Others will rush to your aide, offering anything you need if you would only ask. You would ask, if only you knew.  The challenge is that spending time with people and just sitting in grief is exceptionally hard. New tasks and needs pile on with highest priority and cause overwhelm.

The gravity and urgency of a child being treated for cancer, if you will excuse the cliche, puts priorities in perspective.  The “normal” things aren’t possible, or they come with the cost of exhaustion. When William and I lived in relative isolation for 6 months, I felt an enormous desire and pressure to make time as a family memorable and wonderful. In my desire to create stability or Jonathan, I felt guilt and frustration that I missed class parties and trips to the zoo. If we could go to church, we became overwhelmed with our friends wanting to hug us and talk to us. Trying to connect, answer deep and challenging questions and trying to feel “normal” all in the space of a walk from the sanctuary to the car filled me with pressure.

Toward the end of treatment I became diligent about identifying and naming what actually had to happen and what I could take off of my plate.

This time around, I made notes of the following:

  1. What helps each family member rest? 2. What people help encourage our souls? 3. What tasks can I outsource? 4. What things must be done that ONLY I can do?            5. How do we engage with people when we are isolated?

There was a deep sense of loss for me when we couldn’t be around people. (Extrovert problems!)  I mourned that we couldn’t attend Christmas services, go on family outings, or go to school. I felt horrible guilt that I couldn’t take the boys to therapies that was supposed to help them.  Even recycling the PTA fliers and requests for help hit a twinge of pride– I simply couldn’t do it all. Someone did say I was probably glad to have not done dishes for six months while living in a hospital room. That was one silver lining I couldn’t see. I’d do ALL the dishes to get my kid leukemia-free.

What I eventually learned was this is a TRADE. We missed our family and friends, but we developed deeper friendships and we learned to LOVE our nurses. (God BLESS them!) We missed holiday parties, but we had visits from carolers and a Christmas Day feast in the hospital. We danced at fundraisers and connected with remarkable people. It’s like being stationed in a foreign country– to receive something new, your hands must be emptied of the old. ( Put down the hot casserole dishes first, if someone wants to hand you a Crock-Pot.)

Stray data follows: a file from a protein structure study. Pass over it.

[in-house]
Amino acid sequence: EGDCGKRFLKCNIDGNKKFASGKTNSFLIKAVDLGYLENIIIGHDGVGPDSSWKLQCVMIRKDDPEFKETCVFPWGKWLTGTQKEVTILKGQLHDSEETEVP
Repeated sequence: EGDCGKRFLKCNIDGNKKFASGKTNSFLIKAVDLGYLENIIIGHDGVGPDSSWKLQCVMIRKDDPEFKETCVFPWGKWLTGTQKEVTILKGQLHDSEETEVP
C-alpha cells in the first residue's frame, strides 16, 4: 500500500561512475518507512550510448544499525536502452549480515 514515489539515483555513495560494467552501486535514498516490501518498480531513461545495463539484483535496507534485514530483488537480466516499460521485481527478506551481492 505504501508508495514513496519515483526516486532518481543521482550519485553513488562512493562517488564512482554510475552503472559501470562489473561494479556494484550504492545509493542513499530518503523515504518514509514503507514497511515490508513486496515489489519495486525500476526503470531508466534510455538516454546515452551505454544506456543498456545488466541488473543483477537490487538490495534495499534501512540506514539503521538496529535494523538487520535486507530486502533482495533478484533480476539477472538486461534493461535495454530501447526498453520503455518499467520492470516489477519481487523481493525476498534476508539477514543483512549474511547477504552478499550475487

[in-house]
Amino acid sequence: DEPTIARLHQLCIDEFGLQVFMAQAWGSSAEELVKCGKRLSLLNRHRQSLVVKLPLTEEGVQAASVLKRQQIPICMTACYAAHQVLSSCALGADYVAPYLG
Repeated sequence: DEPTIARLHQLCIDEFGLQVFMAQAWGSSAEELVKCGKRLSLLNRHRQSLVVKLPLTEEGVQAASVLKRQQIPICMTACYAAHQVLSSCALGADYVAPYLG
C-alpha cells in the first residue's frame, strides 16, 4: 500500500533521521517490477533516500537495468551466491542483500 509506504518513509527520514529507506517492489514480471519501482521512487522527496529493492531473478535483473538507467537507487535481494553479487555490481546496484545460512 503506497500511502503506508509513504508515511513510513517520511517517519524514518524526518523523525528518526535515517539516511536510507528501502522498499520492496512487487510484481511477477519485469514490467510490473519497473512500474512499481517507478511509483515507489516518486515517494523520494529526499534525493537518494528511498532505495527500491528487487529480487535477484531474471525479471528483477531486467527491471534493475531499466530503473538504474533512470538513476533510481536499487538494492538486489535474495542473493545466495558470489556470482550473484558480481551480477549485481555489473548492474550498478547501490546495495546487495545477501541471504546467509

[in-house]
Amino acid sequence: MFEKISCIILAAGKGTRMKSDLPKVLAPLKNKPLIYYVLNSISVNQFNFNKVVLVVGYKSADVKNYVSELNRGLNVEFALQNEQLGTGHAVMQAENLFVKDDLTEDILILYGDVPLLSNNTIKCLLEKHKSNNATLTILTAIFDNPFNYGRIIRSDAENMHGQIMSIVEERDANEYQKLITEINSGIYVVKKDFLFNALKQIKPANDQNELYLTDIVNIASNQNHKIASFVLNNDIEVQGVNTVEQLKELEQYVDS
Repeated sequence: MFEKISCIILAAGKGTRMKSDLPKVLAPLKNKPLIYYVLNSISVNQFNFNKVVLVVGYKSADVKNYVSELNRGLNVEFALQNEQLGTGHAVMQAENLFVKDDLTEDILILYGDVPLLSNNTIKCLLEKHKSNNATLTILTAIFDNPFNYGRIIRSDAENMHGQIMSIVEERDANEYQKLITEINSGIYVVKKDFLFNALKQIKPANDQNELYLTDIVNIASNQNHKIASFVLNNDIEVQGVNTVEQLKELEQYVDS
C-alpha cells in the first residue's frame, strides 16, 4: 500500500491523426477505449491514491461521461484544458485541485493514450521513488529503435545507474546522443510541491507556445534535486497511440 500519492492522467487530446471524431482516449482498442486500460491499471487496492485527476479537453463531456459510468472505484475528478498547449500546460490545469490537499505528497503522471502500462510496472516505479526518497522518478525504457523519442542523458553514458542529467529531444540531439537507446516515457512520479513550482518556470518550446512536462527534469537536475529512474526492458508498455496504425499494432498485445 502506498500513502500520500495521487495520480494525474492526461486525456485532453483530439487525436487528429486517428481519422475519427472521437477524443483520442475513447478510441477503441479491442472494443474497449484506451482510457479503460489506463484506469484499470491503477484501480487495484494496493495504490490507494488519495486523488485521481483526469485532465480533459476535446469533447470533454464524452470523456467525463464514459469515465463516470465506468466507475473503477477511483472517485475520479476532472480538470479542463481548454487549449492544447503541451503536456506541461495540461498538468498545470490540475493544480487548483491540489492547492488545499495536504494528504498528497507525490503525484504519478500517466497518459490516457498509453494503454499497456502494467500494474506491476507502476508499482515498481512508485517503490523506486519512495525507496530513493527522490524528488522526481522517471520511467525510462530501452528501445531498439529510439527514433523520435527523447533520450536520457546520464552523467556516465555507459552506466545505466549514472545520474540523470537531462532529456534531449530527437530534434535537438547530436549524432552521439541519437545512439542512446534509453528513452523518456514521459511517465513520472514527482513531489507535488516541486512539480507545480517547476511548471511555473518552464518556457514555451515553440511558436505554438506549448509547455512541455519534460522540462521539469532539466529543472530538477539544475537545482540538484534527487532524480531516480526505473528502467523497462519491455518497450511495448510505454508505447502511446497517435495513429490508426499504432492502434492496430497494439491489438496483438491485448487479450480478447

I tried to keep things familiar and consistent to feel normal. Sometimes that worked and it was wonderful. Other times it didn’t work at all. Give yourself grace when things don’t work right away, Friend.

Dealing with SICKOS: 

Having an immuno-compromised loved one during cold/flu season feels a bit like being the only doctor who recognizes Germ Theory in a trench.  There are two groups of people: those that comprehend the severity of the situation and those who don’t. No one wants to get your kid sick, but precautions just won’t be taken. In this instance, you MUST take drastic measures to protect your family. I’m talking Wakanda-force-field, Cold War bunker, Haz-Mat suit.

School is full of the flu and strep. It is full of kids who spent the night throwing up but “seem fine” today. The Motrin-spiked low grade fever kid WILL be there. If you have a question about your child’s counts or energy, keep your kid home. This is the time you an be dramatic– this literally may end up as a life or death situation.

No matter how much you trust and love people, assume a defensive posture. Our 81 year old neighbor was warned of the danger of germs but still grabbed him for a hug… and then when I was helping Jonathan she kissed him on the mouth. In my stunned second before I could grab him away, William actually smacked her in the face and pushed her away. Mother of Pearl. We forbade all visitors after that.


However, our people who “got it” would scrub in, wear masks, bathe in Lysol and make meals as possible. They kept are away at the risk of a sniffle. They loved from afar and loved us well.

Family and holidays: 

Your family members are struggling with the situation as well, and may react differently. There will be hard emotions and misunderstandings. Give grace and forgive.

People will want to see you, and it is hard to say no. ESPECIALLY over the holidays, people travel ill. People who feel healthy may have a bug- their bodies can fight it. Without an immune system, it becomes a major illness.It is okay to not travel or see anyone for Thanksgiving or Christmas.

Listen to the voice of experience:

Moms told me of 10 and 14 day hospital stays because of “little colds”. I took precautions seriously and I still nearly lost William.